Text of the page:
The American Clock
nytheatre.com review by Rachel Merrill Moss
March 6, 2011
Tightening belts, avoiding debt collectors, and waiting it out in the unemployment office are but a few of the topics handled in Arthur Miller's exploration of the Great Depression that make an easy parallel between that depression and this one. Association of money as a higher power and the inability to choose higher education due to money, a couple more, all of which are tied together through intermingling stories and folk music in The American Clock, now playing at the Brooklyn Lyceum.
Based in part on Studs Terkel's collection of interviews put together for Hard Times, his book on the Great Depression, Miller's Clock focuses mainly on the struggle of the Baum family with other vignettes and songs weaved throughout. Starting in a spacious Manhattan apartment in 1929, the Baums quickly descend to cramped Brooklyn living, lamenting the days of casual expenditures. As a fourteen-year-old at the play's outset, Lee Baum watches and comments as the world changes before his eyes and he's thrust quickly into adulthood. A de facto narrator, Lee guides the story through his attempt to make his way to college, finagle himself on to unemployment, and experiment with socialism. Long gone from his parents' home by the time of his mother's unraveling, Lee's journey ultimately ends on a positive note, happy, healthy, and fulfilling his initial career goal.
Miller's script, dotted with moving descriptions of "Calcutta on the Hudson" and the like, delivers a commentary that neatly fits today's dilemmas. Young Lee Baum describes that before 1929, there was a sense of belief in the country that departed quickly when things took a turn, intimating that had that belief persisted things could have been better. American belief has been a tricky trail to traverse, however, and perhaps it was an unfounded belief in the system's unfaltering power that brought the depression, then and now. Finished in 1981, Miller's Clock seems to have foreseen the future of money-blinded belief, and seemed to be cautioning lest we forget, a message that has come a bit too late this go around.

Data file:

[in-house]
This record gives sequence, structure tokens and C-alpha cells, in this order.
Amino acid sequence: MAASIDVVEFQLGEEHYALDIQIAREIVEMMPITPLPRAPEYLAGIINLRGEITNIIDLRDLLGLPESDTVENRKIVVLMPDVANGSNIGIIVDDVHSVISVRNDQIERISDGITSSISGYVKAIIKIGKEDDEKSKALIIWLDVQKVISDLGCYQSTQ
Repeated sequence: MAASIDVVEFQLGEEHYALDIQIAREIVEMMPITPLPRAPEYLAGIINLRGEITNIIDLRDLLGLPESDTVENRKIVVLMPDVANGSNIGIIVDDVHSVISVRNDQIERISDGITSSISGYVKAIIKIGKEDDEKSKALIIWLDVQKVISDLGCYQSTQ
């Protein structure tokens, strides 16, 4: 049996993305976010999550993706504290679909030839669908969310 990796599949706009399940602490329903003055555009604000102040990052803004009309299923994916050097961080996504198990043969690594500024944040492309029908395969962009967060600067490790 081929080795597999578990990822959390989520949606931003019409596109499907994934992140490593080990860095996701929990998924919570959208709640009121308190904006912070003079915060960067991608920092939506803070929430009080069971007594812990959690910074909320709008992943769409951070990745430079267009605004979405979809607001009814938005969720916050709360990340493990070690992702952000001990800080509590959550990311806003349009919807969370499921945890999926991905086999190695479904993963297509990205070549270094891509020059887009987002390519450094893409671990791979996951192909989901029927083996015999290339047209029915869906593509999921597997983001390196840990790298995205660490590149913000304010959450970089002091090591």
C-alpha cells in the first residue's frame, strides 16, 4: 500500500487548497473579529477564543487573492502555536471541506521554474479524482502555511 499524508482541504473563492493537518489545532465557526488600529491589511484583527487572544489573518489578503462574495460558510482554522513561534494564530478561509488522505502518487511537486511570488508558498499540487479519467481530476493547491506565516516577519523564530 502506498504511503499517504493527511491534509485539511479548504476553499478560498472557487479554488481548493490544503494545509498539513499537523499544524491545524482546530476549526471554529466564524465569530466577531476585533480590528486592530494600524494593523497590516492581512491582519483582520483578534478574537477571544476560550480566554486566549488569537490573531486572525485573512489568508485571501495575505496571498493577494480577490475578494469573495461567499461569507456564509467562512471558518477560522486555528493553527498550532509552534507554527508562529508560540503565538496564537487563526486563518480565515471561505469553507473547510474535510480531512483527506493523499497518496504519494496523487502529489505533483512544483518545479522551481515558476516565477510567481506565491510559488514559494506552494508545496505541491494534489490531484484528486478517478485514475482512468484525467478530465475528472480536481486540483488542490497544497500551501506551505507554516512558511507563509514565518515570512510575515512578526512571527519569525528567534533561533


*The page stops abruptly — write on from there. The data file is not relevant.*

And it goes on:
Cynthia Babak's staging is appropriately pared-down in true depression style: several playing areas with the bare minimum of set pieces. Beautiful and period-appropriate costumes adorn the actors, which become worn and more basic throughout the play, a fine aesthetic touch that supports the journey. Set in the cavernous Brooklyn Lyceum spaces, the cast, large as it may be (23 actors!), has a heady task with adequately filling the space. The delightful folk quartet helps to shrink the space, and Babak's choice to seat all actors when not performing in pews behind the playing space, stoically watching their fates, serves to fill some of the expanse as well, but at times the somber action simply gets lost in the space's magnitude.
But the end note here is meant to be buoyant and blithe. Several of the standout moments are jaunty song and dance numbers featuring the more light-hearted of 1930s music, which illuminate the vestiges of hope and joy through the dismal, dreary times. And capping it off with a final, hopeful number, Babak's production has certainly made a valiant attempt to help eschew those negativities in lieu of the positives concerning our contemporary situation.